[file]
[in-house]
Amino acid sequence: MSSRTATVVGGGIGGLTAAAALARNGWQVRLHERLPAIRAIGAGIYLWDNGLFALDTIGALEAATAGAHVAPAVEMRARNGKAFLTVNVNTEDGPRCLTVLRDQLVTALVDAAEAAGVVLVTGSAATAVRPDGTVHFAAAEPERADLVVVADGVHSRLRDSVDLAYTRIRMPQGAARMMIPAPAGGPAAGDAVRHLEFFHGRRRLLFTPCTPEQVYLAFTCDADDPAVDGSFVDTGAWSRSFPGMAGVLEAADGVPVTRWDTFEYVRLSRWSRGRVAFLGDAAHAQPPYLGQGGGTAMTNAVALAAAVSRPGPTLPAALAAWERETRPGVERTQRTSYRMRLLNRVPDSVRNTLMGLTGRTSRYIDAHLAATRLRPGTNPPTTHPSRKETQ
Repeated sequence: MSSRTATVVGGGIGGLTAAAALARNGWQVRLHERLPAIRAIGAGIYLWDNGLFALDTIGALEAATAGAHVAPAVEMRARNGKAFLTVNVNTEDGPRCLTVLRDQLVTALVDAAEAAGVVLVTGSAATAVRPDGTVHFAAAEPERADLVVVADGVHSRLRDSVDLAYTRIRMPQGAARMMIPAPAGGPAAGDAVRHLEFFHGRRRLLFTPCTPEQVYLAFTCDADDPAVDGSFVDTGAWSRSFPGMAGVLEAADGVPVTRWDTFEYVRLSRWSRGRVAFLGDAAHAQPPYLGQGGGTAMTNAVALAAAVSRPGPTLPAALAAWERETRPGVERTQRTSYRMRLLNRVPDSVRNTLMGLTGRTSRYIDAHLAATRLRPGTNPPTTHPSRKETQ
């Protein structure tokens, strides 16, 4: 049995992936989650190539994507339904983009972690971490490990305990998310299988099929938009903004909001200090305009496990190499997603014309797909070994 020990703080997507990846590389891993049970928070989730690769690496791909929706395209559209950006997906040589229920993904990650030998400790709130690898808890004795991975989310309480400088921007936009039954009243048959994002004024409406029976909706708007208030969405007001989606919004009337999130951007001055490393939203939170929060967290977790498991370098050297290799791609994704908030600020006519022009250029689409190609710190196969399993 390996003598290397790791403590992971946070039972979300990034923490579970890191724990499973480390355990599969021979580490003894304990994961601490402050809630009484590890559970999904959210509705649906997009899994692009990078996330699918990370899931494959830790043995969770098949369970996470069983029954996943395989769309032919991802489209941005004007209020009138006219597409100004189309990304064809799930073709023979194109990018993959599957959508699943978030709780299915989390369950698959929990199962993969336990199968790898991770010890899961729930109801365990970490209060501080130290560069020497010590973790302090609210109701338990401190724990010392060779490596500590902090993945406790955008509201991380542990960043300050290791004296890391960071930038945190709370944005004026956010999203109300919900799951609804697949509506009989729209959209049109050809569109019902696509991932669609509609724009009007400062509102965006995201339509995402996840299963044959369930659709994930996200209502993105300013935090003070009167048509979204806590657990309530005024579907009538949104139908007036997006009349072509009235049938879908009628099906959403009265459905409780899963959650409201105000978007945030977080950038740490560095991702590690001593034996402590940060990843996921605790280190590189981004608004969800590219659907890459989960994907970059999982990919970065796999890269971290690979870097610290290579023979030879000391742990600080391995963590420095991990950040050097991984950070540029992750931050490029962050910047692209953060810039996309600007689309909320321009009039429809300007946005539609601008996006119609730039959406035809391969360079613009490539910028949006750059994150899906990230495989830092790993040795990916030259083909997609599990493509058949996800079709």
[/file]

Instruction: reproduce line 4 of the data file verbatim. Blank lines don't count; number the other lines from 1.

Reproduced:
């Protein structure tokens, strides 16, 4: 049995992936989650190539994507339904983009972690971490490990305990998310299988099929938009903004909001200090305009496990190499997603014309797909070994 020990703080997507990846590389891993049970928070989730690769690496791909929706395209559209950006997906040589229920993904990650030998400790709130690898808890004795991975989310309480400088921007936009039954009243048959994002004024409406029976909706708007208030969405007001989606919004009337999130951007001055490393939203939170929060967290977790498991370098050297290799791609994704908030600020006519022009250029689409190609710190196969399993 390996003598290397790791403590992971946070039972979300990034923490579970890191724990499973480390355990599969021979580490003894304990994961601490402050809630009484590890559970999904959210509705649906997009899994692009990078996330699918990370899931494959830790043995969770098949369970996470069983029954996943395989769309032919991802489209941005004007209020009138006219597409100004189309990304064809799930073709023979194109990018993959599957959508699943978030709780299915989390369950698959929990199962993969336990199968790898991770010890899961729930109801365990970490209060501080130290560069020497010590973790302090609210109701338990401190724990010392060779490596500590902090993945406790955008509201991380542990960043300050290791004296890391960071930038945190709370944005004026956010999203109300919900799951609804697949509506009989729209959209049109050809569109019902696509991932669609509609724009009007400062509102965006995201339509995402996840299963044959369930659709994930996200209502993105300013935090003070009167048509979204806590657990309530005024579907009538949104139908007036997006009349072509009235049938879908009628099906959403009265459905409780899963959650409201105000978007945030977080950038740490560095991702590690001593034996402590940060990843996921605790280190590189981004608004969800590219659907890459989960994907970059999982990919970065796999890269971290690979870097610290290579023979030879000391742990600080391995963590420095991990950040050097991984950070540029992750931050490029962050910047692209953060810039996309600007689309909320321009009039429809300007946005539609601008996006119609730039959406035809391969360079613009490539910028949006750059994150899906990230495989830092790993040795990916030259083909997609599990493509058949996800079709």